Notice the gap between the Poplar veneer used for the motif, and the cardboard template? … now imagine waiting until you’ve cut out the entire motif, then tackled the sand-shading. You would have lots of gaps to deal with! Some veneers shrink much more than others … Poplar seems to be one of those shrinking violets!!

There … now you can actually see something! Remember there are 4 sides to this box! The rest of the decorative motif pieces have been sand-shaded at the same time, and will be eventually pieced together … and placed into the other 3 panels.

I’m going to leave you stewing as there are pressing matters to attend. But when I return, you’ll see more sand-shading and the window approach to working this design. Thanks for peeking in and checking up on me!! All questions and comment are indeed welcome :)

Until next time, I’m sure there will be a moment to ponder the technique of sand-shading over a lovely glass of Merlot!!!

-- Elaine in Duncan

10 comments so far

View shipwright's profile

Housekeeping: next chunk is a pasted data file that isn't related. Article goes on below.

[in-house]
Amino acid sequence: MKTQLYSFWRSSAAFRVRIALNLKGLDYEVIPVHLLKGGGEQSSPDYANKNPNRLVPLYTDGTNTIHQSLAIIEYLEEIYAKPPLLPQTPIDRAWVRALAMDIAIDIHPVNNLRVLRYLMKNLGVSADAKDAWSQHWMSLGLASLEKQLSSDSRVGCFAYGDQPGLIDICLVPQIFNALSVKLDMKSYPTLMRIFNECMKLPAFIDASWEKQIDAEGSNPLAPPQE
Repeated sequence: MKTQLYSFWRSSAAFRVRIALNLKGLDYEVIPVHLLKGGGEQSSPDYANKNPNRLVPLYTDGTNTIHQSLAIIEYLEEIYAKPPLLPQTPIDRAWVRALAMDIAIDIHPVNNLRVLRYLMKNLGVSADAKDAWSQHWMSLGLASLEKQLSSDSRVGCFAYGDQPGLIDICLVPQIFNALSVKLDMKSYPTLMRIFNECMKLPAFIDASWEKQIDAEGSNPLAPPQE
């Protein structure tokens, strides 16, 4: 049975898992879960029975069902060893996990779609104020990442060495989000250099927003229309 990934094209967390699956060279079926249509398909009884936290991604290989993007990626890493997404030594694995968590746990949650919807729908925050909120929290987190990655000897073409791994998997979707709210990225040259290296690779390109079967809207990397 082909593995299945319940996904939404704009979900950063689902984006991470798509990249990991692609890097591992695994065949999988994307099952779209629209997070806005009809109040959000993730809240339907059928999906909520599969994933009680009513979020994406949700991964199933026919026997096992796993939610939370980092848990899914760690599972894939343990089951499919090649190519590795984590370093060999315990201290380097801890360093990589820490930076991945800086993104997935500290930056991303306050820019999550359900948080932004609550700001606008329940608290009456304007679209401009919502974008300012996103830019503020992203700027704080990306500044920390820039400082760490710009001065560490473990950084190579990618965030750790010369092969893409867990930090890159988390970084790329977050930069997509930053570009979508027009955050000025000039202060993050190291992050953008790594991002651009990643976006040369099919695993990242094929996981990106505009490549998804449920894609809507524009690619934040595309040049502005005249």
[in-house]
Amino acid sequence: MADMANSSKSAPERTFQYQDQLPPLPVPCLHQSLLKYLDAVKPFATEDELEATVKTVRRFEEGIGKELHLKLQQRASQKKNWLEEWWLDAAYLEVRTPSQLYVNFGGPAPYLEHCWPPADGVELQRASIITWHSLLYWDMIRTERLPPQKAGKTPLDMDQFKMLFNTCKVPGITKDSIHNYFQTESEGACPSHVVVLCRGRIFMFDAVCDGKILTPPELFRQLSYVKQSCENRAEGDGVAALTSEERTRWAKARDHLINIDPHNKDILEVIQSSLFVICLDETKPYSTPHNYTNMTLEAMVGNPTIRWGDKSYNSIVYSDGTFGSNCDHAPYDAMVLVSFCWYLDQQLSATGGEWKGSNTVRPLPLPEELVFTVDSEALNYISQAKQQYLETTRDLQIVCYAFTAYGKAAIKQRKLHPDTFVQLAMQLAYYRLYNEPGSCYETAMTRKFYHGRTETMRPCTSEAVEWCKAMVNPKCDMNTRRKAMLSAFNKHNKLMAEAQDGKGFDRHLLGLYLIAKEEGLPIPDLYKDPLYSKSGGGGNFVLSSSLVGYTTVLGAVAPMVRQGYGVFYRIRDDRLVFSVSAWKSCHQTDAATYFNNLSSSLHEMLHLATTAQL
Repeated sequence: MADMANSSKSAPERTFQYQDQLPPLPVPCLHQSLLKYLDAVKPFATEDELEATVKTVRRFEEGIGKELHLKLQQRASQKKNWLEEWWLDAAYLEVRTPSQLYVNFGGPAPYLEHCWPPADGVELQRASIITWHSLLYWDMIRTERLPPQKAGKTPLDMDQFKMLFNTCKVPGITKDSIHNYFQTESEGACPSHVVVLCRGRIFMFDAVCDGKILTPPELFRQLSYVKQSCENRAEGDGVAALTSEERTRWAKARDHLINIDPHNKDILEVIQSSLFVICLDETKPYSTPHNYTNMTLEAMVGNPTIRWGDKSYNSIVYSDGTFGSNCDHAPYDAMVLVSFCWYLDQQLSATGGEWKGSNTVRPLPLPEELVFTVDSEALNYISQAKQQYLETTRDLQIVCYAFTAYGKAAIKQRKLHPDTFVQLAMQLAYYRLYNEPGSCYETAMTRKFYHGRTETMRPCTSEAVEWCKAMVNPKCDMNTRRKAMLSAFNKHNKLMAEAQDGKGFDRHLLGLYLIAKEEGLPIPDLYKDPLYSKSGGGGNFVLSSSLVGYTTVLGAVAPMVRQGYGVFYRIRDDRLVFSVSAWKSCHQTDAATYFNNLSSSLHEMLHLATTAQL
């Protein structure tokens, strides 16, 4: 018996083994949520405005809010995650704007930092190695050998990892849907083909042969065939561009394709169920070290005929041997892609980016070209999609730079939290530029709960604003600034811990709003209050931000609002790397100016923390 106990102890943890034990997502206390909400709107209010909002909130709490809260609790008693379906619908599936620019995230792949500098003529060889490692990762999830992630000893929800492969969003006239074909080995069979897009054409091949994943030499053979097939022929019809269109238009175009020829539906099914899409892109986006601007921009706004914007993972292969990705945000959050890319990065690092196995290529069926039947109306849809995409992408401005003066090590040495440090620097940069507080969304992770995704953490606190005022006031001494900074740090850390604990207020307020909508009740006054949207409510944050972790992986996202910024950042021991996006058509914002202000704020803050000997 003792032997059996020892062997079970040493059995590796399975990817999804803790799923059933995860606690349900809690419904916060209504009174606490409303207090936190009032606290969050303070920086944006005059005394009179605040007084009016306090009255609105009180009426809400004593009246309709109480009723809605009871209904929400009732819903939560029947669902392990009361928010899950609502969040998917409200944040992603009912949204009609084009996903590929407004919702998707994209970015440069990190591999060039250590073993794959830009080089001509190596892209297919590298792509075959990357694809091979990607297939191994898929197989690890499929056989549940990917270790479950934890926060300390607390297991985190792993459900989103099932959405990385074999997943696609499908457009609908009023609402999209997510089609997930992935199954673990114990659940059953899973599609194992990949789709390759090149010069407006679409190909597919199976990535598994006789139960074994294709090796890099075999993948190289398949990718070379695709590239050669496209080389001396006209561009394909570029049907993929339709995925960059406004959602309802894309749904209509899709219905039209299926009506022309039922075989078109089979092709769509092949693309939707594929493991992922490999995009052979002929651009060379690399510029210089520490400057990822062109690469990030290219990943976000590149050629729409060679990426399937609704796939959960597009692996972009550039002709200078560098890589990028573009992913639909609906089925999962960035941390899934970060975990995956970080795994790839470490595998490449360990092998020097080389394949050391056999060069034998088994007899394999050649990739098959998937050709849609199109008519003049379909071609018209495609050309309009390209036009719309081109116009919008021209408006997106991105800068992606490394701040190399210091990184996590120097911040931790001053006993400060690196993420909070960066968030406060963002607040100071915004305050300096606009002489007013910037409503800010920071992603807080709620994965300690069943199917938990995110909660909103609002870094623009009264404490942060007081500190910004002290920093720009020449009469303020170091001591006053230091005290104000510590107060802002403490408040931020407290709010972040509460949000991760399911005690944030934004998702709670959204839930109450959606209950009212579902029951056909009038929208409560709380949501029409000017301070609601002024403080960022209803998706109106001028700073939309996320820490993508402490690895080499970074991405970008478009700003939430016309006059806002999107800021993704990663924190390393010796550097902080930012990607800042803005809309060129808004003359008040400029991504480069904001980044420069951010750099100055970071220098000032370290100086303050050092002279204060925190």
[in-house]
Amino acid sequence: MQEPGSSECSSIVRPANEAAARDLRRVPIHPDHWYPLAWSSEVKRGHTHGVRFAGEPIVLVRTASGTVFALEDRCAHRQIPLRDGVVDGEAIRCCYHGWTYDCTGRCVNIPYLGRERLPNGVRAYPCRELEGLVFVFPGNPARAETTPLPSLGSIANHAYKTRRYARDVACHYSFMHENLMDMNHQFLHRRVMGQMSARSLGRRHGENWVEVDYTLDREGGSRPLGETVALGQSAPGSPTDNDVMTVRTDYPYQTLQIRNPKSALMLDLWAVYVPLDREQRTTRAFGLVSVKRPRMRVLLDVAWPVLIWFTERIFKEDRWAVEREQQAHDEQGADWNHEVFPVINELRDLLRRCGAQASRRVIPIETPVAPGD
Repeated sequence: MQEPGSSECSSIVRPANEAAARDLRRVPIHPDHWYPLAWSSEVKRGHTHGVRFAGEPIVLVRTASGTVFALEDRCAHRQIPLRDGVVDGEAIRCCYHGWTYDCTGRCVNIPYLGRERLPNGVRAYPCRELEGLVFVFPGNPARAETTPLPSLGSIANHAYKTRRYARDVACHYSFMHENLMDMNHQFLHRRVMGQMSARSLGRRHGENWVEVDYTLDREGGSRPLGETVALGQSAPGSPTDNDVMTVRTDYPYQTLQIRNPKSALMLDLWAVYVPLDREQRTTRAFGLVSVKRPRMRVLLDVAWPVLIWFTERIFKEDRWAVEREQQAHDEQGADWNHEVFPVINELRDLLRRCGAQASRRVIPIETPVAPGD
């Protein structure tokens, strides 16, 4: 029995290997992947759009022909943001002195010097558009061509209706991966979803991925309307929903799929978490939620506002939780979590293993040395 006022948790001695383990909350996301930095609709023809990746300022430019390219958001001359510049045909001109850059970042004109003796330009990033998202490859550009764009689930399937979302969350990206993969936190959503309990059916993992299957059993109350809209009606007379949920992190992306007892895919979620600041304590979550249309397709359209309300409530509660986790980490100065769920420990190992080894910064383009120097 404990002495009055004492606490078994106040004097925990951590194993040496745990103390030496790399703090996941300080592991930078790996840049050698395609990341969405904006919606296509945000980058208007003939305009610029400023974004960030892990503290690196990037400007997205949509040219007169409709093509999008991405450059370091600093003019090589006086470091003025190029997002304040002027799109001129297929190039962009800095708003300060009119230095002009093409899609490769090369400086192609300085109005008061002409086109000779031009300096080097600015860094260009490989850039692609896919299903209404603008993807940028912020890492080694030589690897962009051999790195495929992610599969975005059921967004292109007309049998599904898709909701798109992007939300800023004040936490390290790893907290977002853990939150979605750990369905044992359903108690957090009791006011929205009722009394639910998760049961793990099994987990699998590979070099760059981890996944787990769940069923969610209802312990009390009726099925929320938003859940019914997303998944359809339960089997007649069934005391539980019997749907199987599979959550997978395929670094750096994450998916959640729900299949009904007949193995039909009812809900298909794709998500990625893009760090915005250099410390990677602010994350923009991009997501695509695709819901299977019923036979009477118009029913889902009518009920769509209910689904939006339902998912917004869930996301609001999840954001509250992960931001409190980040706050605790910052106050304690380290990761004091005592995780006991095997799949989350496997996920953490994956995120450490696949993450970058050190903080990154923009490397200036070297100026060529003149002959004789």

8621 posts in 3718 days

#1 posted 03-13-2013 07:49 PM

Good blog Elaine.
Not such a good day for sand shading here in Green Valley. It’s approaching 90 degrees.
I do love to huddle over the hot sand on the cold winter days though.
Your shading looks great.

-- Paul M ..............the early bird may get the worm but it’s the second mouse that gets the cheese!

View Bearpie's profile


2601 posts in 3938 days

#2 posted 03-13-2013 07:54 PM

Great blog and well written and seems simple enough till you try! I can see other possibilities for this method. Thanks for posting.

-- Erwin, Jacksonville, FL

View grizzman's profile


7836 posts in 4223 days

#3 posted 03-13-2013 07:59 PM

thanks elaine, this is a really clear blog on this method of sand shading, let me ask you this, i have a nice burning pen, has that ever been used for this know the pyrography set up…just wondering…thanks for the great tutorial…grizz P.S. it does have a temp dial on it so i can control the heat on it.

-- GRIZZMAN ...[''''']

View stefang's profile


17040 posts in 4254 days

#4 posted 03-13-2013 08:43 PM

Hi Elaine, glad to see that you are back at it. I am guessing that since the pattern doesn’t fit the sand shaded pieces, that you have to cut the matching piece a bit longer to get a good fit. A new intricacy I didn’t know about. I’m very grateful for having learned about this before I try sand shading out. Thanks for being so thorough with these important details. Your project is coming along very nicely. Please don’t drink too much Merlot. We need you back soon to continue with your very entertaining and instructive blog.